By Stacey Dresner
WEST HARTFORD – On Sunday morning, March 2, Roger Keroack stood at the door of the Crown Supermarket in West Hartford offering each shopper a freshly-baked cookie and a warm welcome.
The night before – after Shabbat — the entire store had been fully restocked – from its kosher meat counter to the popular “Five O’Clock Shop” to its bakery. The shelves had become bare by last week, after former owner Marc Bokoff announced on Feb. 18 that he, due to economic changes, would soon be forced to close the Bishop’s Corner store, a cultural icon where many in the local Jewish community have shopped for generations.
But on Friday, Feb. 28, the Crown was purchased by a group of community investors, led by philanthropist Henry M. Zachs of Farmington, co-founder and CEO of Message Center Management; Alan Lazowski of Hartford, chief executive of LAZ Parking; and Brian Newman of West Hartford, a partner at CohnReznick and past president of the Mandell Jewish Community Center.
“We went from venerable to vulnerable and now we are viable, thanks to the generosity of the community,” said Keroack, Crown’s director of operations, who will run the store under the new owners. “We will continue to be the gold standard of kosher.”
The Crown’s new owners and board released this statement late last week:
“There are a lot of ‘thank you’s’ to be made, not just to Alan Lazowski, Henry M. Zachs, and Brian Newman, but to our board — Ann Pava, Steve Tempkin, David Gelles, and Bob Samuels, who was critical with the lease negotiations. Thanks also goes to the the staff of the Crown Market, including Roger Keroack and Mark Seltzer, and to the Udolfs, Leonard and Robert.”
The group also thanked its lawyers, John Beck, Tammy Levine and especially Barry Feigenbaum of Rogin Nassau, LLC.
“We also want to thank our growing list of investors, now at 42, who had the faith in the community to buy the Crown Market,” the statement concluded. “Ann Pava will be working diligently with Rabbi’s Adler, Wolvovsky and Weinberg.”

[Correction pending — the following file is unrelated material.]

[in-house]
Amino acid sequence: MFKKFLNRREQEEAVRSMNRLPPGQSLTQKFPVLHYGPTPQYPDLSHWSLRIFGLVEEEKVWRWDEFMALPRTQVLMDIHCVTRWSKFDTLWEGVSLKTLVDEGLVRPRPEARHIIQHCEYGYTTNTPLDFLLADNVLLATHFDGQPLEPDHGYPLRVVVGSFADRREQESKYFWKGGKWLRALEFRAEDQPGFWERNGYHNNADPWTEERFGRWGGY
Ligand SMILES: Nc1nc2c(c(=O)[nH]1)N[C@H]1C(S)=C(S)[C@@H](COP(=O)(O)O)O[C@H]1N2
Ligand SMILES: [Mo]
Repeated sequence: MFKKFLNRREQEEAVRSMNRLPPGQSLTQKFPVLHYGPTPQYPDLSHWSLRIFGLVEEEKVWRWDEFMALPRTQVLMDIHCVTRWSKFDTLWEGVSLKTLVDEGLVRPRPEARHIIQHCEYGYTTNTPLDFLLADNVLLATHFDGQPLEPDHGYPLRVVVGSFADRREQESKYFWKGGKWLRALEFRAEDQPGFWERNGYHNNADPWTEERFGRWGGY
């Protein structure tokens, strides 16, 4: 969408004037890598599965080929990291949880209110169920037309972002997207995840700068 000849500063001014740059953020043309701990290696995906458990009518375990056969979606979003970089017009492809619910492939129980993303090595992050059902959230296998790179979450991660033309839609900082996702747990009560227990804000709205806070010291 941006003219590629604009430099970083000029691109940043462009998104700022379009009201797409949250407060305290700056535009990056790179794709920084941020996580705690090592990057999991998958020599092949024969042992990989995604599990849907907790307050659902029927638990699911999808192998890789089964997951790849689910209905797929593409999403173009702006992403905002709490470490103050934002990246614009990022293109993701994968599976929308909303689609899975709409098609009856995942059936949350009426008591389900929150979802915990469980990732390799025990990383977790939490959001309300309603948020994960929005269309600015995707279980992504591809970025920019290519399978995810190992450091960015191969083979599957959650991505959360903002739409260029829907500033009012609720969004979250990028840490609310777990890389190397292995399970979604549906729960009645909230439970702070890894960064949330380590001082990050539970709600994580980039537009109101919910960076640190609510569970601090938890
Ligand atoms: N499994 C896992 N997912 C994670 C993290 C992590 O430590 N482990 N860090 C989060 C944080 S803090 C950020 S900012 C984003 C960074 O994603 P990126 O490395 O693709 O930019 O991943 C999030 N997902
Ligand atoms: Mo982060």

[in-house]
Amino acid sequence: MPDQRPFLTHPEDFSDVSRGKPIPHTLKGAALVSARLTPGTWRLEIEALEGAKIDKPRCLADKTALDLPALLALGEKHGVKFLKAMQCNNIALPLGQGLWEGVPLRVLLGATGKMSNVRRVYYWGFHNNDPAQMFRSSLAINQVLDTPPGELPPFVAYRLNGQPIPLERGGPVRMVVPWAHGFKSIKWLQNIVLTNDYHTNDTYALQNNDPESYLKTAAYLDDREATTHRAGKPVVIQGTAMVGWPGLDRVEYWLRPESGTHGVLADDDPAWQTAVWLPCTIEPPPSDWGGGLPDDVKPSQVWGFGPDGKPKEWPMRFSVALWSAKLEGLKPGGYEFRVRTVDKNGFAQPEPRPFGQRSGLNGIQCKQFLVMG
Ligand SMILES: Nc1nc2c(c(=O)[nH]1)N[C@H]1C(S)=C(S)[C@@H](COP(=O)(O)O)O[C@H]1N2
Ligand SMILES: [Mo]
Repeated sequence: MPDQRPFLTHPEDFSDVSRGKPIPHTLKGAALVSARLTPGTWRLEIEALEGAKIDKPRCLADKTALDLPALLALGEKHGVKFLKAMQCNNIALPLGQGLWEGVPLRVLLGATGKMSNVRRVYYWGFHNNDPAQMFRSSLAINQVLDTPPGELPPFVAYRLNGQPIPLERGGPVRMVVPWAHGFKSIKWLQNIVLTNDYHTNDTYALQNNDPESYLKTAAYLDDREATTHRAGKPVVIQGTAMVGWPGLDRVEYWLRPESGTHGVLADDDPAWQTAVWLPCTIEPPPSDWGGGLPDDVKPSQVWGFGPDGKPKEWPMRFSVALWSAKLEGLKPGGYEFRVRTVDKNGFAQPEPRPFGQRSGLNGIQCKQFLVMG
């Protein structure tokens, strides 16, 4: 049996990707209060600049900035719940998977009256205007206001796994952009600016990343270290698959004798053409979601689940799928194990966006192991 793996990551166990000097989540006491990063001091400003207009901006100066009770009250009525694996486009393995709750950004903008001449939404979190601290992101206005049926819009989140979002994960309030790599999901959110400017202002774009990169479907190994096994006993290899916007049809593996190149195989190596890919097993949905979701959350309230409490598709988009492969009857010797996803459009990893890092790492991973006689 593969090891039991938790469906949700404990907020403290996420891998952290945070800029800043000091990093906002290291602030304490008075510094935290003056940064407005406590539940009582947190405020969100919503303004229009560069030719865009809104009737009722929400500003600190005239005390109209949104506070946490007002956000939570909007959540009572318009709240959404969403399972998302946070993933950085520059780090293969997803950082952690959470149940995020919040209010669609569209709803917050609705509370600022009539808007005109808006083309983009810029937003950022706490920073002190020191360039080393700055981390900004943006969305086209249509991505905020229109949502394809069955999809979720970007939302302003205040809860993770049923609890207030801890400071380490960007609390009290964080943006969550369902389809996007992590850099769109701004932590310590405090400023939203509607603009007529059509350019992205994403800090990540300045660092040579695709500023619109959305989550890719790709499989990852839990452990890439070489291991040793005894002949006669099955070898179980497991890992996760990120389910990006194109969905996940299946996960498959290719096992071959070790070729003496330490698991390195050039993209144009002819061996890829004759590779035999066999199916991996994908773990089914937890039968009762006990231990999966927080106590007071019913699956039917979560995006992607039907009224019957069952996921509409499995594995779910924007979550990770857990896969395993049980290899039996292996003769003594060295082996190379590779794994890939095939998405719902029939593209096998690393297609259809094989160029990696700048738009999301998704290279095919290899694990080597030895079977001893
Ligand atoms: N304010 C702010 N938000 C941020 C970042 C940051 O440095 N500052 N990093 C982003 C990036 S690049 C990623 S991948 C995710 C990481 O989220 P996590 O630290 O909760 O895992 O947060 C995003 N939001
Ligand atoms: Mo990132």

Shoppers were thrilled that the Crown would be remaining open. More than 1,600 community members had signed a petition on change.org to try to keep the longtime kosher market open.
Sandra Myers of West Hartford was one of the people who had signed the petition. On Sunday morning, she and her husband, Mike, were two of the first shoppers at the store when it opened at 8 a.m.
Sandra Myers said she was “devastated” when she heard that the store might close.
“My family has been shopping at Crown since it was in Hartford on Albany Ave. When you need a platter for a simcha, this is where you come,” she said. “I am thrilled that is staying open. We just couldn’t imagine how the whole greater Hartford Jewish community could function without it.”
Mike Ski came Sunday morning all the way from Marlborough, not just to buy some lox, but to check in on the store where shopping for the High Holidays has always been a family tradition.
“I was reading about it reopening and I wanted to come and enjoy the experience,” said Ski, who added that his grandmother Anna Mintz – or Nana – of West Hartford, had shopped at the Crown until she was 99.